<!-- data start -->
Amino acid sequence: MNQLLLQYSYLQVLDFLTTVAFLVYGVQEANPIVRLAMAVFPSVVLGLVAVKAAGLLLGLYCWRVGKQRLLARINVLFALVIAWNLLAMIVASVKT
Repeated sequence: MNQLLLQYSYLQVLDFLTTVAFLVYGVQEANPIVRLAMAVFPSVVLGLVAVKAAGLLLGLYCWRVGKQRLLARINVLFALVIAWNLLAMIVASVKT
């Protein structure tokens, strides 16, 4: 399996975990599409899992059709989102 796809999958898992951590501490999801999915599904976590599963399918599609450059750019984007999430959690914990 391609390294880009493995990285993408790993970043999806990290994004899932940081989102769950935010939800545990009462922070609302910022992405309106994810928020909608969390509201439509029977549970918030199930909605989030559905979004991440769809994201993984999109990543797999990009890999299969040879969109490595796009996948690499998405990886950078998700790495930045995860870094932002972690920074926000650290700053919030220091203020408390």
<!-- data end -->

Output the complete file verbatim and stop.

Amino acid sequence: MNQLLLQYSYLQVLDFLTTVAFLVYGVQEANPIVRLAMAVFPSVVLGLVAVKAAGLLLGLYCWRVGKQRLLARINVLFALVIAWNLLAMIVASVKT
Repeated sequence: MNQLLLQYSYLQVLDFLTTVAFLVYGVQEANPIVRLAMAVFPSVVLGLVAVKAAGLLLGLYCWRVGKQRLLARINVLFALVIAWNLLAMIVASVKT
């Protein structure tokens, strides 16, 4: 399996975990599409899992059709989102 796809999958898992951590501490999801999915599904976590599963399918599609450059750019984007999430959690914990 391609390294880009493995990285993408790993970043999806990290994004899932940081989102769950935010939800545990009462922070609302910022992405309106994810928020909608969390509201439509029977549970918030199930909605989030559905979004991440769809994201993984999109990543797999990009890999299969040879969109490595796009996948690499998405990886950078998700790495930045995860870094932002972690920074926000650290700053919030220091203020408390």